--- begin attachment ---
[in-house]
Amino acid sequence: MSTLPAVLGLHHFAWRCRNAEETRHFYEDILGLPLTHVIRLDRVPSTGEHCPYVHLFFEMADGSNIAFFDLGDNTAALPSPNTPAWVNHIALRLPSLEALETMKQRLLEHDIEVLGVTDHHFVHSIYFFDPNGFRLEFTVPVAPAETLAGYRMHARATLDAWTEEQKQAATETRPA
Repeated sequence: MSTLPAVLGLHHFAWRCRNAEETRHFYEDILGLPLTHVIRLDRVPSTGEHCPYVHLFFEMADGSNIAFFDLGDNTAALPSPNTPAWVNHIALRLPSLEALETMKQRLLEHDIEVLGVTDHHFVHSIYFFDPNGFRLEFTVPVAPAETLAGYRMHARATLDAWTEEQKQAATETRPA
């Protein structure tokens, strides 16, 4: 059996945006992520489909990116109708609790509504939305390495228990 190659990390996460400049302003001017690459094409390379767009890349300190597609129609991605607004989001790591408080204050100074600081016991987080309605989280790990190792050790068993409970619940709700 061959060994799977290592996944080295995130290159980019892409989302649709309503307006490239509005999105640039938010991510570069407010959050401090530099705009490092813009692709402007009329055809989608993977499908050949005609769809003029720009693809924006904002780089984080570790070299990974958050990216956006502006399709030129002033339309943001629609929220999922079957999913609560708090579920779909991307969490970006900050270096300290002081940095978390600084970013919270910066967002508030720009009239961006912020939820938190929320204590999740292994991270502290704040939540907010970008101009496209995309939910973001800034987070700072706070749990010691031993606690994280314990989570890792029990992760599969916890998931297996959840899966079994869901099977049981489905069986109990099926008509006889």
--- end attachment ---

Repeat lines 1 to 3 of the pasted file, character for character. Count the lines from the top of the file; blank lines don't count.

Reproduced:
[in-house]
Amino acid sequence: MSTLPAVLGLHHFAWRCRNAEETRHFYEDILGLPLTHVIRLDRVPSTGEHCPYVHLFFEMADGSNIAFFDLGDNTAALPSPNTPAWVNHIALRLPSLEALETMKQRLLEHDIEVLGVTDHHFVHSIYFFDPNGFRLEFTVPVAPAETLAGYRMHARATLDAWTEEQKQAATETRPA
Repeated sequence: MSTLPAVLGLHHFAWRCRNAEETRHFYEDILGLPLTHVIRLDRVPSTGEHCPYVHLFFEMADGSNIAFFDLGDNTAALPSPNTPAWVNHIALRLPSLEALETMKQRLLEHDIEVLGVTDHHFVHSIYFFDPNGFRLEFTVPVAPAETLAGYRMHARATLDAWTEEQKQAATETRPA